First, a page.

• Vol. 36 No. 3, 189–193
  • 15 March 2007

Squamous Cell Carcinoma and Bowen’s Disease of the Skin in Singapore



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Introduction: Non-melanoma skin cancer is one of the commonest cancers in Singapore and worldwide. The aim of our study was to evaluate the demographic and clinicopathological patterns of squamous cell carcinoma (SCC) and Bowen’s disease (BD) of the skin, in order to better understand the characteristics of these tumours in our population. Materials and Methods: Histologically proven cases of SCC and BD seen at our centre between 2002 and 2003 were retrospectively analysed according to age, sex, race, predisposing factors such as immunosuppression and ultraviolet therapy, site and size of tumour, histological differentiation and subtype, and treatment method. Results: A total of 161 patients were studied – 81 with SCC, 68 with BD, and 12 with both tumours. There were 199 tumours in total – 105 SCC and 94 BD. For both SCC and BD, males outnumbered females (ratio of 2.4:1 and 1.5:1 respectively); patient age averaged 72.9 years and 66.8 years respectively; and Chinese were the majority race. The mean duration to presentation was 21.2 months for SCC compared with 39.9 months for BD, and common symptoms were itch, pain and bleeding for both. The mean tumour size was 19.0 mm and 18.5 mm, and the commonest site was the head and neck for both. Conclusions: SCC and BD show rather similar patient characteristics, with a predominance among males, having a predilection for the head and neck region, and with a tendency towards slow growth. As incidences increase worldwide, it is important for healthcare providers to be adept at recognising and managing non-melanoma skin cancers.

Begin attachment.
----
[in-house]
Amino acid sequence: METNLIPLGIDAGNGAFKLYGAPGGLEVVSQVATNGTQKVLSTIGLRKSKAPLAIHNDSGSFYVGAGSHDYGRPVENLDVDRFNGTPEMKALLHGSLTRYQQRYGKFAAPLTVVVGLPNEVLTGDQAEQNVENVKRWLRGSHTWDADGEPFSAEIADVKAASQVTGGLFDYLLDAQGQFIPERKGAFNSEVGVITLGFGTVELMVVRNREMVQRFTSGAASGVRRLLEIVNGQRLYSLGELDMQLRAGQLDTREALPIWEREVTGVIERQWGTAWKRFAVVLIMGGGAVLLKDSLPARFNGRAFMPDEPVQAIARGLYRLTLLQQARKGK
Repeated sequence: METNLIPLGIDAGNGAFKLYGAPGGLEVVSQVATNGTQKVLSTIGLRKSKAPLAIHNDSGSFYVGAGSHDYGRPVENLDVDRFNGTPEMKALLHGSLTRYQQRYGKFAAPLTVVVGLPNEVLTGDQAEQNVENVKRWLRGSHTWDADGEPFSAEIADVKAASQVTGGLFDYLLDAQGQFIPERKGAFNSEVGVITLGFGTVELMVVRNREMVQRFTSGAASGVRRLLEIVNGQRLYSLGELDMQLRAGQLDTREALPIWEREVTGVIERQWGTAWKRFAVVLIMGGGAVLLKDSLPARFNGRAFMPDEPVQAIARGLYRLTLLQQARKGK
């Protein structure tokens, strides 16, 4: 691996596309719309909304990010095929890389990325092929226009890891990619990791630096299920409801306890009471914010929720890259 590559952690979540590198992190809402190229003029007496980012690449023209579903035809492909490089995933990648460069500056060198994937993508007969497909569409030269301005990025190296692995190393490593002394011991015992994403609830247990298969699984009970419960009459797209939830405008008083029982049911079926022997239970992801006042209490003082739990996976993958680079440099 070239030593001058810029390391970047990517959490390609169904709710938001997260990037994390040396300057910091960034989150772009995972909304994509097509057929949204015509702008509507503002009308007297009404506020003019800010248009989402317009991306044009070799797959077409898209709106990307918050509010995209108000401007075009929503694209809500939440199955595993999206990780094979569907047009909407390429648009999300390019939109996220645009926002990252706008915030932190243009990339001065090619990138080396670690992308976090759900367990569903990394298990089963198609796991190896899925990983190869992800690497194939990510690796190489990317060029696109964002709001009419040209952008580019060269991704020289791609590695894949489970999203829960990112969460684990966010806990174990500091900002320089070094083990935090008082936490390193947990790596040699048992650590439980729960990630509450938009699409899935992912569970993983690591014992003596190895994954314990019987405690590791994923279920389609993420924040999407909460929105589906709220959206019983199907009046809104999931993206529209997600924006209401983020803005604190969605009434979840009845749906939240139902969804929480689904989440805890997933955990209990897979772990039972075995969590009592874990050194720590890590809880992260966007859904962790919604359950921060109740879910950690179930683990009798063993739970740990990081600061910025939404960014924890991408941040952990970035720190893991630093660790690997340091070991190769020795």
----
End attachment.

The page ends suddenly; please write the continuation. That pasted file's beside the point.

Skin cancer is the seventh most common cancer in Singapore.1 Koh et al2 reported a total of 1407 squamous cell carcinomas (SCCs) occurring in the Asian population of Singapore using data obtained from the Singapore Cancer Registry over a 30-year period between 1968 and 1997. Tan et al3 reported a total of 520 patients with skin cancer seen at the National Skin Centre (NSC) between 1980 and 1991, of which 36.5% were basal cell carcinomas (BCCs), 24.4% SCCs and 16.7% Bowen’s disease (BD). Skin cancers represent a major public health problem worldwide, with increasing workload and cost in dealing with this problem, together with significant morbidity suffered by those affected. We sought to analyse retrospectively, data on histologically proven cases of SCC and BD seen over a 2-year period from 2002 to 2003, in order to develop a better understanding of the characteristics of these skin cancers among the different races in Singapore. Previous studies have not characterised SCC or BD in our local context according to clinical subtype or histological differentiation.

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